Your guide to kids vision
As a parent, you want to make sure your children are happy, healthy and developing in the best way possible. Being educated about their health is one of the best ways you can support them, and eye health is no exception!
To help you care for your little one’s eyes, we’ve put together a helpful guide to kids vision, covering eye development, symptoms to look out for, and everyday eye protection.
Keeping an “eye” on early development
Did you know? In just the first 6 months of a child’s life, the majority of their eye development will take place? This includes growth, eye coordination, tracking, focus, and facial recognition.
Because children’s visual abilities continue to develop throughout childhood, it is important to keep an eye on children’s vision development up to and beyond school age.
Here are some things to consider when monitoring your young child’s vision and eye development:
- Sharpness and Fixation: can your child see small details at close, middle and/or far distances? If an eye turns in or out an evaluation is warranted.
- Eye Coordination: can they follow a moving object and grasp it? Encourage crawling which helps further develop eye-hand-foot-body co-ordination
- Focus: does your child appear to be able to focus on an object or image clearly? Are they interested in looking at pictures or books for a normal length of time?
- Visual Integration: does your child see something and appear to process what it is? For example, do they recognise faces? We have to learn how to use the visual information in order to understand the world around us and to interact with it appropriately.
What symptoms should you be looking for?
One of the most common problems we see with children’s vision is poor control of near focus – or as we call it accommodation and convergence dysfunction.
This can affect their learning, so it’s important to try and spot any possible vision issues when they arise.
Here are some symptoms that might indicate if a child has poor accommodation or convergence ability.
- Dislike of close work (reading, writing, etc.)
- Awkward, uncomfortable posture or tilting of head
- Excessive blinking or rubbing eyes
- Closing one eye or losing their place when reading
- Headaches, rapid fatigue, dizziness or nausea
- Sitting close to the TV or school board
If your child is showing these symptoms, don’t worry – there are solutions! More often than not this problem can be easily diagnosed with an eye test. Solutions could include vision therapy or prescription glasses. If you notice any of these symptoms in your child please book them in for a eye check up.
Did you know? The Government offers a ‘spectacles subsidy’ for children up to 15 years old with vision problems. The subsidy is available to families with a community services card. Click here to learn more, or contact us if want to know if you’re eligible.
Caring for and protecting your child’s vision
Alongside a healthy diet and lifestyle, there are a few extra things you can do to properly care for your child’s eyes.
Computer screen protection
In this day and age, technology is ever-increasing and it is being introduced into our children’s lives more and more.
Many children use screens on a daily basis (both at school and at home), and this can have an impact on their vision.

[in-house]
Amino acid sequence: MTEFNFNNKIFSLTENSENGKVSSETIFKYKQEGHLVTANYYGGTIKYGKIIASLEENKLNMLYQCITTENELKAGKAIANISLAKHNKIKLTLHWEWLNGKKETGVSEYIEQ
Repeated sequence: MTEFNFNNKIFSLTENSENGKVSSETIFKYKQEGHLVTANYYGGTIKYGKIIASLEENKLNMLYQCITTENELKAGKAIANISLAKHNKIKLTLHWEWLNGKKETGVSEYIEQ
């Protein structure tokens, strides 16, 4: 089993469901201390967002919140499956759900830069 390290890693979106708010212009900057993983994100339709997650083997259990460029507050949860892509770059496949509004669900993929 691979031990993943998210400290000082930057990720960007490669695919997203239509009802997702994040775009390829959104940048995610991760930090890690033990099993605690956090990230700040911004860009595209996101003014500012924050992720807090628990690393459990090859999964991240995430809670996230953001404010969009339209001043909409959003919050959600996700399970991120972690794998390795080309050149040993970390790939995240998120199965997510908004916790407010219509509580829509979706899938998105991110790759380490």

Too much screen time on a computer, tablet or phone screen can lead to our little ones having headaches, fatigue, discomfort, dry eyes, or worse case scenario, blurred vision and eye strain.
A wide range of studies in children and adolescents are showing that increased recreational screen time is leading to lower physical activity, excessive sitting and increased time spent indoors. Among other things, this is resulting in a decrease in motor skills, higher levels of myopia, increased risk of type 2 diabetes and hypertension.
Here are some tips to help you monitor kids screen time:
- Limit total screen time: we recommend limiting screen time to zero for kids under 2’s, maximum 1 hour per day for 2-4 year old’s and 2 hours a day for 5-17 year olds.
- Breaks: encourage your children to take ten minute breaks for every half hour of screen time.
- Encourage outdoor activity: One of the risk factors for the development of myopia or short sightedness in children is spending less than 1.5 hours per day outdoors. Encouraging outdoor activity should be easy with younger kids but can become more challenging the older they get.
- Computer position: children should be looking down on to a screen rather than up
- Lighting: adjust the lighting and ensure there is no sunshine glare on the screen
Regular eye examinations
Children should be taken to the GP, Plunket nurse or Optometrist for regular eye exams from 6 months of age and up.
It’s very important for children to get a thorough eye examination before they start school. A proper eye exam can identify and address vision problems that could affect their learning before it becomes a major issue.
So, to ensure your child has equal opportunities for learning growth and development, please book them in for a check up before they start school this year, and regular checks from here on out!
If you would like to purchase some children’s sunglasses, are concerned about your child’s eyes, or they haven’t had a check up in a while, please phone us on 5251516 or pop in to book an appointment.
The long-term implications of concussion have been in the news a bit lately, connected with playing rugby. While concussions (especially repeat concussions) have a number of…
The term ‘myopia’ might sound scary, but it’s simply the medical term for shortsightedness, or nearsightedness. If you have myopic vision, you will be able to…
Cnr Great South Road & Rockfield Road, Greenlane 1051
09 525 1516
Mon to Fri: 9am – 5pm
Sat to Sun: Closed